Although the heavy wear on the floorboards shows that this space is more than a jar for fireflies, the size of Spillestedet, Stengade’s main room, probably doesn’t exceed that of your average middle class apartment. For Jessica Pratt, whose recent LP On Your Own Love Again was almost entirely recorded in her bedroom, it’s a good setup.
Same goes for warm-up act Cian Nugent, an instrumental guitarist out of Ireland. It feels like a school dance with a wide open space in the middle of the floor as Nugent steps around a cute couple sitting on the edge of the stage to begin his acoustic set, which garners little reaction, if any, from anyone. This is partly due to the fact that Nugent is a noodler — a highly skilled one, but a noodler nontheless — and it’s difficult to tell whether he’s actually starting something. He specializes in vast-feeling folk compositions that occasionally get lyrical accompaniment but are more often built upon with these impressive technical flourishes. One moment he’s picking through the spectrum of a particularly pretty chord and the next he’s ripping a brassy tone straight out of the Chuck Berry book of licks. And in those moments it may be a secret that his songs do follow some sort of blueprint. I only get smart to it 25 minutes in when I notice myself hanging on every note. Nugent eventually gains the respect of the room, which is about three-thirds full by the time he politely says, “See ya later.”
If you weren’t near the front row just 15 minutes later, you probably didn’t see Jessica Pratt take the stage because you couldn’t for the head of someone’s boyfriend who decided to stand directly in front of you. At this point the place is packed and stays that way for the rest of the show.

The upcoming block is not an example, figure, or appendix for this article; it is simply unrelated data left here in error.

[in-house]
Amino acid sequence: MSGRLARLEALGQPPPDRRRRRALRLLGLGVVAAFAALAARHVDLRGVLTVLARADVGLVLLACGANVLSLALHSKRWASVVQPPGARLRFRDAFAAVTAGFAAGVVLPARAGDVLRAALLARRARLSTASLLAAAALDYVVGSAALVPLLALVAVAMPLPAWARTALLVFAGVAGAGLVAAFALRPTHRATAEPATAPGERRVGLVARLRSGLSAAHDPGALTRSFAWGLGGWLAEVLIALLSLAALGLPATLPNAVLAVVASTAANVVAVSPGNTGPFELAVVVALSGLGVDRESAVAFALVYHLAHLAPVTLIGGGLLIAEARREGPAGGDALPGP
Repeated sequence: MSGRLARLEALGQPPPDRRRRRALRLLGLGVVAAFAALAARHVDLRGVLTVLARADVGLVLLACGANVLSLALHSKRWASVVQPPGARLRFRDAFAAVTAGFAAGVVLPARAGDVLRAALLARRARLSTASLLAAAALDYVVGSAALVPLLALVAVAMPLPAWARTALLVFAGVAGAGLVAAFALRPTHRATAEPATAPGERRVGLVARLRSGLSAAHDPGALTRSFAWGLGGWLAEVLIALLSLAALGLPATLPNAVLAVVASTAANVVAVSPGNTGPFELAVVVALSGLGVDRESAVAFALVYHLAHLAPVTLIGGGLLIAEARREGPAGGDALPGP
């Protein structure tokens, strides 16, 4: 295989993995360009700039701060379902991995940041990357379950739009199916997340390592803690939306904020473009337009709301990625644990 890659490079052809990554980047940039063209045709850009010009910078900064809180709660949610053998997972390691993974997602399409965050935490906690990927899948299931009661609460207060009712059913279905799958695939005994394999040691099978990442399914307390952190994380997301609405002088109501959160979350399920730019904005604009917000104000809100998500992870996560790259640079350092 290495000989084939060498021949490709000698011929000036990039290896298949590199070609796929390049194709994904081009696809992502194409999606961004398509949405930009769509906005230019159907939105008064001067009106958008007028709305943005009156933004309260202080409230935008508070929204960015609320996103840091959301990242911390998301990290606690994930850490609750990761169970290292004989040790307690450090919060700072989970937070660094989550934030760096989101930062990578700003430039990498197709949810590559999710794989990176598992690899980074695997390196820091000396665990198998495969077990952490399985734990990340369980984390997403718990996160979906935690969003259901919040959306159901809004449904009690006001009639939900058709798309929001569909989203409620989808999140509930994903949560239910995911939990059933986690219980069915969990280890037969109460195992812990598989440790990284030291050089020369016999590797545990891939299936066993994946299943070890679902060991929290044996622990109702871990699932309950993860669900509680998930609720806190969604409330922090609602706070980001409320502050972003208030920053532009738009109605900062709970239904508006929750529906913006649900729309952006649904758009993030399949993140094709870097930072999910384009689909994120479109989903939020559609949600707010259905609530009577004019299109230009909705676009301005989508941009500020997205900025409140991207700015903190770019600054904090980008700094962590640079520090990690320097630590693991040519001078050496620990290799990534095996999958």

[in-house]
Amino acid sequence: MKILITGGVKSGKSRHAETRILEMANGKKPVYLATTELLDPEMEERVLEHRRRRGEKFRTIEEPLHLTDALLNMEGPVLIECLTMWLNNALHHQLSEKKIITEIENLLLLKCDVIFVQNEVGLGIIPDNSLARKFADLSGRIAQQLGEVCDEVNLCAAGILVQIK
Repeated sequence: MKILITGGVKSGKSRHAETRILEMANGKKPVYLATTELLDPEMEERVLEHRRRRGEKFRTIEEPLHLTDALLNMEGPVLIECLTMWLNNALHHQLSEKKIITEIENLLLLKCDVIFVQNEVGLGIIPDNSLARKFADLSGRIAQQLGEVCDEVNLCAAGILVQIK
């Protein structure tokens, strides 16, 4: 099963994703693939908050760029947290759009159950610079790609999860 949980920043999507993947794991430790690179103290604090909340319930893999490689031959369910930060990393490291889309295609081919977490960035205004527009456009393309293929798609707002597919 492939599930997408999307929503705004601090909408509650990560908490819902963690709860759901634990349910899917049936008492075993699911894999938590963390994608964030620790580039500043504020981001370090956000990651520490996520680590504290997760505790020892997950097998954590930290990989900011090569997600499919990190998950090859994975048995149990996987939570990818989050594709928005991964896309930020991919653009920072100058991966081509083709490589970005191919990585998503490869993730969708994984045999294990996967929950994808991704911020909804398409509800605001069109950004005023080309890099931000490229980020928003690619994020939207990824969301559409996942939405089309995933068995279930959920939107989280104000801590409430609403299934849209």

While Pratt’s set is certainly one you want to be there for, it’s one of those shows you can content yourself with just listening. Pratt is “the darling in a hidden shroud” from her opener “Wrong Hands,” both in text and performance. The minimal lighting amounts to the stage being washed in a dark green cloud of dry ice. In the middle of it is Pratt, plucking away at patterns “in my mind, in my mind.”
But that doesn’t mean she’s simply turning over recorded material for us. She’s joined by Cyrus Gengras, another musician quietly based in Los Angeles. On “Night Faces,” the clean sound from his electric guitar swells to bring out the warmth of Pratt’s intricate acoustic phrasing, which could otherwise just as easily fade into the knot of some emotive chord. It’s dream pop at the ground level, where the reverb is still cave deep and the melodies clear like emeralds. But you can’t deny the tenderness with which Pratt and Gengras hold every note. That’s where we are, through to the end of the set, in the palms of their hands. Listen and you’ll hear it, during the encore, in the very last song, “What I have in my hands is, it is worth a million in gold.”